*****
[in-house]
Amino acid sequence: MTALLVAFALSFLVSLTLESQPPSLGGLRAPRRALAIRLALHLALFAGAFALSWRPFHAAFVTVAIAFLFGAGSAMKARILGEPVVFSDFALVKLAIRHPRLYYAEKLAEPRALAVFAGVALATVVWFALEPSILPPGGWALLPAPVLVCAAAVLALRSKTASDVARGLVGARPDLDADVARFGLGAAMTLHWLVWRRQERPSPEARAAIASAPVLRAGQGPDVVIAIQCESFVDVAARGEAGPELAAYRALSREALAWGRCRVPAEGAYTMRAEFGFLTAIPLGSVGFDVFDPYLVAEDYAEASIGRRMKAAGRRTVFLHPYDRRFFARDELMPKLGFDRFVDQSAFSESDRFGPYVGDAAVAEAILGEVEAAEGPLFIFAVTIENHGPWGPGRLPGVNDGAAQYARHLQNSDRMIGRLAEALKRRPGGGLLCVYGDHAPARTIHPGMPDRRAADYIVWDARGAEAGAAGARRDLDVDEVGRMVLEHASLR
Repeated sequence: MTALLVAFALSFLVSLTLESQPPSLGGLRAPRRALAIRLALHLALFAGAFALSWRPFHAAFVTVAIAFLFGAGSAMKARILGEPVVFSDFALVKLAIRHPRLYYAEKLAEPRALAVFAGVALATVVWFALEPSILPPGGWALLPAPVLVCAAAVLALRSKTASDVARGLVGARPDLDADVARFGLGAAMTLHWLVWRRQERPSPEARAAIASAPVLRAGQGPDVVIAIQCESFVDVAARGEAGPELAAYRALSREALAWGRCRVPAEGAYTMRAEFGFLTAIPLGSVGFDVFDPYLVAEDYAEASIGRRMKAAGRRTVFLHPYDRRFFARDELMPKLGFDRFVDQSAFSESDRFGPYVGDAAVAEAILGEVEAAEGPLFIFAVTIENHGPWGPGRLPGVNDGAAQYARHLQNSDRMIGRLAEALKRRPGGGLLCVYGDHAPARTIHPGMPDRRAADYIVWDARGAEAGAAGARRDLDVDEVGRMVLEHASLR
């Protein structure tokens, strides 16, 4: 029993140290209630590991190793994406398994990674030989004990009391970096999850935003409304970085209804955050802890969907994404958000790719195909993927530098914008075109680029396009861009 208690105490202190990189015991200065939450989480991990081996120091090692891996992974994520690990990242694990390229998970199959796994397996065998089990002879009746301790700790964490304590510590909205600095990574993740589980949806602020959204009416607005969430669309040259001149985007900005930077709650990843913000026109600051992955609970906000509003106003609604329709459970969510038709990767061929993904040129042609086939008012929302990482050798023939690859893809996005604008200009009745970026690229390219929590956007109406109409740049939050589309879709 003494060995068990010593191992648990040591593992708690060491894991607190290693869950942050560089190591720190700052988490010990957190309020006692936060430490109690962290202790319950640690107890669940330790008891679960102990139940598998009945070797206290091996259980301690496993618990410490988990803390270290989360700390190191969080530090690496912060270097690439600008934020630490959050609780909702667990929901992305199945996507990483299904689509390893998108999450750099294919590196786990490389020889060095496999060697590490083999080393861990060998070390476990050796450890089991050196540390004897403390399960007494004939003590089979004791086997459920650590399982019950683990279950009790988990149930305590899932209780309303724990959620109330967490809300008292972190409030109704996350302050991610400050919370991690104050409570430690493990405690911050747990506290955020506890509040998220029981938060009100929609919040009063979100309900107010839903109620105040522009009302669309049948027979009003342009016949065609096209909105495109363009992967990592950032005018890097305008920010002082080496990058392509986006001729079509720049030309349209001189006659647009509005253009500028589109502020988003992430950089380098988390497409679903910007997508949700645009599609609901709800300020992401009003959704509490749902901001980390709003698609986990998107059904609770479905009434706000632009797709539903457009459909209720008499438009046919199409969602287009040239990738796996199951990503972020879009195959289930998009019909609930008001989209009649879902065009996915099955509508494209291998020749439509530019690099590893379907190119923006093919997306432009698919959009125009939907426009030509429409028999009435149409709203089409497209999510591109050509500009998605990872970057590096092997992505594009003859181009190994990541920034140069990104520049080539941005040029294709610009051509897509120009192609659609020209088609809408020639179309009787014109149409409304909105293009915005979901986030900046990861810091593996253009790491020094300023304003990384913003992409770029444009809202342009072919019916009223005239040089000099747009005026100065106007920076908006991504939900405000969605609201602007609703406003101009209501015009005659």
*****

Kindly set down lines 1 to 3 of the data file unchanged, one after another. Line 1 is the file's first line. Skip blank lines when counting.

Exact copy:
[in-house]
Amino acid sequence: MTALLVAFALSFLVSLTLESQPPSLGGLRAPRRALAIRLALHLALFAGAFALSWRPFHAAFVTVAIAFLFGAGSAMKARILGEPVVFSDFALVKLAIRHPRLYYAEKLAEPRALAVFAGVALATVVWFALEPSILPPGGWALLPAPVLVCAAAVLALRSKTASDVARGLVGARPDLDADVARFGLGAAMTLHWLVWRRQERPSPEARAAIASAPVLRAGQGPDVVIAIQCESFVDVAARGEAGPELAAYRALSREALAWGRCRVPAEGAYTMRAEFGFLTAIPLGSVGFDVFDPYLVAEDYAEASIGRRMKAAGRRTVFLHPYDRRFFARDELMPKLGFDRFVDQSAFSESDRFGPYVGDAAVAEAILGEVEAAEGPLFIFAVTIENHGPWGPGRLPGVNDGAAQYARHLQNSDRMIGRLAEALKRRPGGGLLCVYGDHAPARTIHPGMPDRRAADYIVWDARGAEAGAAGARRDLDVDEVGRMVLEHASLR
Repeated sequence: MTALLVAFALSFLVSLTLESQPPSLGGLRAPRRALAIRLALHLALFAGAFALSWRPFHAAFVTVAIAFLFGAGSAMKARILGEPVVFSDFALVKLAIRHPRLYYAEKLAEPRALAVFAGVALATVVWFALEPSILPPGGWALLPAPVLVCAAAVLALRSKTASDVARGLVGARPDLDADVARFGLGAAMTLHWLVWRRQERPSPEARAAIASAPVLRAGQGPDVVIAIQCESFVDVAARGEAGPELAAYRALSREALAWGRCRVPAEGAYTMRAEFGFLTAIPLGSVGFDVFDPYLVAEDYAEASIGRRMKAAGRRTVFLHPYDRRFFARDELMPKLGFDRFVDQSAFSESDRFGPYVGDAAVAEAILGEVEAAEGPLFIFAVTIENHGPWGPGRLPGVNDGAAQYARHLQNSDRMIGRLAEALKRRPGGGLLCVYGDHAPARTIHPGMPDRRAADYIVWDARGAEAGAAGARRDLDVDEVGRMVLEHASLR